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Birznieks Group - Dr Ingvars Birznieks

Our senses define our existence and determine how we perceive the world in which we live. I have always been fascinated by the function of sensory organs and astonished by the versatility of clever solutions we see in nature around us. For me, it is intriguing to investigate how sensory organs work and, in particular, how sensory information is encoded and how it is processed and interpreted. A specific methodological signature of my research is the use of microneurography - a highly skilled neurophysiological technique that enables us to record nerve impulses (messages) generated by a single sensory ending, such as a touch receptor in the skin, in awake humans. There are many things to discover – not just to increase our understanding of sensation, but to help people who have lost part of their sensory function due to illness or trauma. We can also borrow ideas from biological systems and use them to develop future technologies.

However, senses are not only used for perception; in fact, the most complex processing of sensory signals can be linked to the control of our actions. The hand, for example, is an extraordinary sensory organ that is used to explore the physical world using the tactile sense, but at the same time it is also the most sophisticated and versatile instrument to change the environment via manipulation of objects. The key to the hand’s astounding functionality is the highly specialised sensory system and sensorimotor control algorithms that govern hand actions.

My research primarily comprises a range of studies related to the function of tactile receptors in the fingertip skin and sensorimotor control of human hand. However, my ultimate goal is to use this fundamental knowledge and foster two branches of collaborative networks - one with clinicians, which would be aimed to develop new methods for evaluation of sensorimotor function in different groups of patients, while the second branch would be aimed at working with biomedical engineers to create artificial sensors and control algorithms for prosthesis and robotic manipulators resembling functionality of the human hand.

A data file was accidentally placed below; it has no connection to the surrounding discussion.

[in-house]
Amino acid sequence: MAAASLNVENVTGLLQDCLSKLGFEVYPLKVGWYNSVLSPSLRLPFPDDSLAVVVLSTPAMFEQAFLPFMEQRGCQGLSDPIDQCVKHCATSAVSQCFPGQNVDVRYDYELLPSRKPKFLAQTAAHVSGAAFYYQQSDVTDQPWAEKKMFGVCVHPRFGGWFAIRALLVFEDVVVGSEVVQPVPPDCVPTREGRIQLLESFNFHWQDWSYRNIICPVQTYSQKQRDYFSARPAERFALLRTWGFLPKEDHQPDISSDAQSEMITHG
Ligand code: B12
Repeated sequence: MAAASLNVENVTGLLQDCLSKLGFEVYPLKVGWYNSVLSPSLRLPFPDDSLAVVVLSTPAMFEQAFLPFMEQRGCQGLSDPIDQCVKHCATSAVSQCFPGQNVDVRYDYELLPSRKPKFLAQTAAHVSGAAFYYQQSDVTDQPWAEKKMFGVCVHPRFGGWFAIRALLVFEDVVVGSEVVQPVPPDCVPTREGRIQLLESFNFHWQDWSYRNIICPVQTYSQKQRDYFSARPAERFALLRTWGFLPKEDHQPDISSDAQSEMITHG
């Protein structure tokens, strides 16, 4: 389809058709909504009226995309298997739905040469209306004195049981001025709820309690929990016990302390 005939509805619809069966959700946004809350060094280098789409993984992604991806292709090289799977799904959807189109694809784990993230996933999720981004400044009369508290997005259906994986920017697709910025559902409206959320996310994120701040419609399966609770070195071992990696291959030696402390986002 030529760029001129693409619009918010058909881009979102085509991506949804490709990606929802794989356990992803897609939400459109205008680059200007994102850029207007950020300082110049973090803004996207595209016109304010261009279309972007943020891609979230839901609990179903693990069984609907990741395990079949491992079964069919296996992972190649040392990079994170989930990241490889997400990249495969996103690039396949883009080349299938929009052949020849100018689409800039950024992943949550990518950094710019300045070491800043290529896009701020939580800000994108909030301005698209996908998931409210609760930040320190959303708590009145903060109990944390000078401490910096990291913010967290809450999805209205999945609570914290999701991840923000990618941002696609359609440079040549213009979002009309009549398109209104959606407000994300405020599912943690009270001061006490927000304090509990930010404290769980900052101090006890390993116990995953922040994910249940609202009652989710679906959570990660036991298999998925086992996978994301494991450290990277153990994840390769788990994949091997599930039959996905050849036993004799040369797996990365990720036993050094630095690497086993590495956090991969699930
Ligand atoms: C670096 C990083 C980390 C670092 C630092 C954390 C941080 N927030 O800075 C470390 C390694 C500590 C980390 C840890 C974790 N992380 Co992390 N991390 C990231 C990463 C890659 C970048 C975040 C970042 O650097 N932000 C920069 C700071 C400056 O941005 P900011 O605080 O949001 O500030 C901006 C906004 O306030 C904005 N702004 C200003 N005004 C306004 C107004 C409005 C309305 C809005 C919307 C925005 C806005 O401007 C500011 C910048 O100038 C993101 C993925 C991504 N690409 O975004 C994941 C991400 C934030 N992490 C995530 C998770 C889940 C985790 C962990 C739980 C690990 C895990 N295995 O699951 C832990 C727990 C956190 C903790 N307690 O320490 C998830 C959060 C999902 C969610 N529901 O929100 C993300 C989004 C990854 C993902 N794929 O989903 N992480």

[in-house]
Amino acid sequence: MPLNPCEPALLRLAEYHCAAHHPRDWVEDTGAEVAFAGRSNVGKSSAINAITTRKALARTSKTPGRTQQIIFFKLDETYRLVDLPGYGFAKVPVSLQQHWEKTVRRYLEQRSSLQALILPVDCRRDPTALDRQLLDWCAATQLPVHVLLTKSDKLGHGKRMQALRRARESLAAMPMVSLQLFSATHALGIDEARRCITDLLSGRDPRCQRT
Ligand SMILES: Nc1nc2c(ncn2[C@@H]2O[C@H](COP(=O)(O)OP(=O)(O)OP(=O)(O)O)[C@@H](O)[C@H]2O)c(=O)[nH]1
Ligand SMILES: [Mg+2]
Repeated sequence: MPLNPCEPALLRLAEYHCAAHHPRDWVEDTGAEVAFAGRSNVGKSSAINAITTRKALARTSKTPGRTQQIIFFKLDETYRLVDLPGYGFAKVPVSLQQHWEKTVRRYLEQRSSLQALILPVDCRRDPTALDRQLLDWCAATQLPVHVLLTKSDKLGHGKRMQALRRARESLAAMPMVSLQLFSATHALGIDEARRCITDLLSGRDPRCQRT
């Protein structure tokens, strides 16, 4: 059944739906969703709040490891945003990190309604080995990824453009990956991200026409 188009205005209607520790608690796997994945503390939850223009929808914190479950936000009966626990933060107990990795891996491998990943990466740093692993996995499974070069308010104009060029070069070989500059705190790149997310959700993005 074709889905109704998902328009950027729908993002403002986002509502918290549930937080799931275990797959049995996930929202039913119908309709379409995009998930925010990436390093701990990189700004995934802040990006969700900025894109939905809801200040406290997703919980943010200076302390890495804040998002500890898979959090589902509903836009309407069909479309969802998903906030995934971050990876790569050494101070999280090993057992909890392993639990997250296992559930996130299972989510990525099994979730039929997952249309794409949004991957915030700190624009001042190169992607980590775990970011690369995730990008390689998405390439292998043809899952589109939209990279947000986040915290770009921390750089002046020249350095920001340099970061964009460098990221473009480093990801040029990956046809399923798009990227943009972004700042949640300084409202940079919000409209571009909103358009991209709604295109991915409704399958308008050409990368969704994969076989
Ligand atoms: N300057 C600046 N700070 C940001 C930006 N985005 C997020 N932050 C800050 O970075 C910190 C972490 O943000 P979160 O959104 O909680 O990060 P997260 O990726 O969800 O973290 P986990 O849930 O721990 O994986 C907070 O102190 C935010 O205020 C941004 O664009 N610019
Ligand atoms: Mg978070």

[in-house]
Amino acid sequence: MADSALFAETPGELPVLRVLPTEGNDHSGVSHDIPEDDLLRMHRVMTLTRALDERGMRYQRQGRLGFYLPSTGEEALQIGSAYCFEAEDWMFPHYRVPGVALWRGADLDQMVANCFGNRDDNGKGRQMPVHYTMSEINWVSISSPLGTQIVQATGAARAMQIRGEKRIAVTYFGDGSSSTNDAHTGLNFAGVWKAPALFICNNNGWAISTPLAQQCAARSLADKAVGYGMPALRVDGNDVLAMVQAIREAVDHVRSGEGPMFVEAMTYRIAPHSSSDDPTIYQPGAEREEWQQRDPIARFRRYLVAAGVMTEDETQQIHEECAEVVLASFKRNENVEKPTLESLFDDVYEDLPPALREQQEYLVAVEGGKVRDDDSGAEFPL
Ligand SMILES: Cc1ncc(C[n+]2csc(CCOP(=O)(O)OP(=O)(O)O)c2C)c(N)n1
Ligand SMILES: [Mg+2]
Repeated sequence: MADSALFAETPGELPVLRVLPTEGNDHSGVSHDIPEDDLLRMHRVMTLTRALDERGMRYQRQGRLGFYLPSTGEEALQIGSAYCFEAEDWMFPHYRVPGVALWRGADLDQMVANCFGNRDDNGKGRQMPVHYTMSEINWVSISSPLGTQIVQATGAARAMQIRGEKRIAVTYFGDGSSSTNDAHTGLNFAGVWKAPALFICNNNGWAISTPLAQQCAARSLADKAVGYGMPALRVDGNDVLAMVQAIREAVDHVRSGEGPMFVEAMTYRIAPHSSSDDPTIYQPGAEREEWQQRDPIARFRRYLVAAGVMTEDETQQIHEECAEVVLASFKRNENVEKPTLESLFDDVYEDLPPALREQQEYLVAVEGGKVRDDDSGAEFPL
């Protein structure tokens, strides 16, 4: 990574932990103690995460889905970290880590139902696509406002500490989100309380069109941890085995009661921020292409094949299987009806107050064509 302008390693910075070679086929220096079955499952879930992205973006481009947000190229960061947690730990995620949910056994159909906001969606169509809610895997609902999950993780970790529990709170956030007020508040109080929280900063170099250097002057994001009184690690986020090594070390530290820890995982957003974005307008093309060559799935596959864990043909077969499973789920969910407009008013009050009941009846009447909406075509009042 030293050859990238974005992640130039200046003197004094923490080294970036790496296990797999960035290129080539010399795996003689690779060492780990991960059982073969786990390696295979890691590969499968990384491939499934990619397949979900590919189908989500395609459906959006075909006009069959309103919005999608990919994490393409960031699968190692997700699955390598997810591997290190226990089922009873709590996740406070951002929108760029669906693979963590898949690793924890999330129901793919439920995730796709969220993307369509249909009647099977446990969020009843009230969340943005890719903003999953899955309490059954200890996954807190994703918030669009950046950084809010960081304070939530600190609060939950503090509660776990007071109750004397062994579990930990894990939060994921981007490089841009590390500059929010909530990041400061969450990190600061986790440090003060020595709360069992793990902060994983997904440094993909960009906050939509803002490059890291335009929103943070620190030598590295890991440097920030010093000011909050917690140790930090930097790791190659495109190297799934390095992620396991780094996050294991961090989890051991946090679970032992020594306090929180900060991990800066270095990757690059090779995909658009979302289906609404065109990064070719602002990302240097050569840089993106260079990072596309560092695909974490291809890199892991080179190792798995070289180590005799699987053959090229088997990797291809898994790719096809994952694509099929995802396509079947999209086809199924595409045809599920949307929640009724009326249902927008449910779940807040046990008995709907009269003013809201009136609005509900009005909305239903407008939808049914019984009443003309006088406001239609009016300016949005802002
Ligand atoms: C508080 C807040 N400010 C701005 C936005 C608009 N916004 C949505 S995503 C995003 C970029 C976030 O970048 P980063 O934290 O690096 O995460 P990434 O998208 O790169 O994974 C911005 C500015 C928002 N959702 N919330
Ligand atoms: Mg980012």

Recruiting participants for experiments: potential healthy test subjects are welcome to contact us for more information. You will be reimbursed for your time.


Recruiting stroke patients for testing: We are looking for stroke patients willing to participate in testing skin sensations on the hand. Please email i.birznieks@neura.edu.au for details and selection criteria.

More information about the project:
http://www.strokefoundation.com.au/blog/?p=2451
http://www.news-medical.net/news/20121130/Stroke-effects-an-interview-wi...

Information for potential students: please see the 'Research Projects' section below for further information.

Senior Research Fellow, NeuRA
Senior Lecturer, Physiology, School of Medical Sciences, UNSW Medicine
Adjunct Fellow, School of Science and Health, UWS
T: +612 9399 1672
E: i.birznieks@neura.edu.au

Dr Ingvars Birznieks is a sensory neurophysiologist interested in sensory information encoding mechanisms. He received his PhD training in the world’s leading laboratories in the field of somatosensory research led by Prof Roland S Johansson at Umeå University in Sweden and Prof Antony W Goodwin at the University of Melbourne. He has long-standing teaching experience that began at the Department of Human and Animal Physiology, University of Latvia where he was known for his passion for teaching Sensory Physiology and Regulation Principles in Biological Systems. In 2005 he received a prestigious Fellowship from the Swedish Medical Research Council to conduct postdoctoral research at NeuRA with Prof Vaughan Macefield. During his postdoctoral studies, he committed to broaden his research competence to study the physiological mechanisms underlying development of chronic pain and the function of the autonomic nervous system.